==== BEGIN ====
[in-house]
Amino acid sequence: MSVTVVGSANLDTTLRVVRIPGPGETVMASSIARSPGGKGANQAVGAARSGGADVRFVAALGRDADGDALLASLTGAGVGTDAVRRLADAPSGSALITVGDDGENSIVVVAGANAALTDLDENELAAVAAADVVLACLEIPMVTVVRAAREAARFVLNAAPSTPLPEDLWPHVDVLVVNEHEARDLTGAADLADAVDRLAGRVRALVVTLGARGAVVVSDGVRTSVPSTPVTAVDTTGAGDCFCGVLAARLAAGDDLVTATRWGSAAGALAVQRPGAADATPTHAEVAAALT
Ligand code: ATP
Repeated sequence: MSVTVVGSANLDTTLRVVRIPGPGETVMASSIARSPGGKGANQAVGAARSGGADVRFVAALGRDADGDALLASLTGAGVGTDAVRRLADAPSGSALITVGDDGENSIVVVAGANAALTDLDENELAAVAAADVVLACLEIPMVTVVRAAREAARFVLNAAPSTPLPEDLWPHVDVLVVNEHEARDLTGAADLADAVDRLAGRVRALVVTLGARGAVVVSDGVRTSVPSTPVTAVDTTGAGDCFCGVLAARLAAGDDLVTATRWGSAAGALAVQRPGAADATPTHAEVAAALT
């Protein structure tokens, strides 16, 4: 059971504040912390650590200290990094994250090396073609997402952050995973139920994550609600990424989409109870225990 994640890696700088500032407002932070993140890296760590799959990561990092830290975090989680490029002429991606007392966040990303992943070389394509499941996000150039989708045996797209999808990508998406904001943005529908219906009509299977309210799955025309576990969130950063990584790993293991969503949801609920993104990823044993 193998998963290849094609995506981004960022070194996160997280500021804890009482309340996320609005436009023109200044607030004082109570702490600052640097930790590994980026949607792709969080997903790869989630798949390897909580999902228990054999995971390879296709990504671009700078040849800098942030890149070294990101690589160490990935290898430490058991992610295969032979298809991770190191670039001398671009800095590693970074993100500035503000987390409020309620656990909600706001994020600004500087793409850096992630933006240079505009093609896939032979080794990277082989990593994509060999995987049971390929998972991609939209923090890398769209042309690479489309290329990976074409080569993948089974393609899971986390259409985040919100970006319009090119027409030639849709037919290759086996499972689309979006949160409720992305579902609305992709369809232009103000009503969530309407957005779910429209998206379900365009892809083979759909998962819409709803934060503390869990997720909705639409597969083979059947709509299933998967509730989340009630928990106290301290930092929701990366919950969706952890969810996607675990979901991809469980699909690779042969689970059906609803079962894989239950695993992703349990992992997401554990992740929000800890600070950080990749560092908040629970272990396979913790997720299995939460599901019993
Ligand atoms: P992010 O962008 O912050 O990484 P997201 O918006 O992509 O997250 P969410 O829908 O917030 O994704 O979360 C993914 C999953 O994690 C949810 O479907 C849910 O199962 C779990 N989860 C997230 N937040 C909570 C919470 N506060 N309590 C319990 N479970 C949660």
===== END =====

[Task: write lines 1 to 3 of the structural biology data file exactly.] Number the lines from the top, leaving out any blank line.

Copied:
[in-house]
Amino acid sequence: MSVTVVGSANLDTTLRVVRIPGPGETVMASSIARSPGGKGANQAVGAARSGGADVRFVAALGRDADGDALLASLTGAGVGTDAVRRLADAPSGSALITVGDDGENSIVVVAGANAALTDLDENELAAVAAADVVLACLEIPMVTVVRAAREAARFVLNAAPSTPLPEDLWPHVDVLVVNEHEARDLTGAADLADAVDRLAGRVRALVVTLGARGAVVVSDGVRTSVPSTPVTAVDTTGAGDCFCGVLAARLAAGDDLVTATRWGSAAGALAVQRPGAADATPTHAEVAAALT
Ligand code: ATP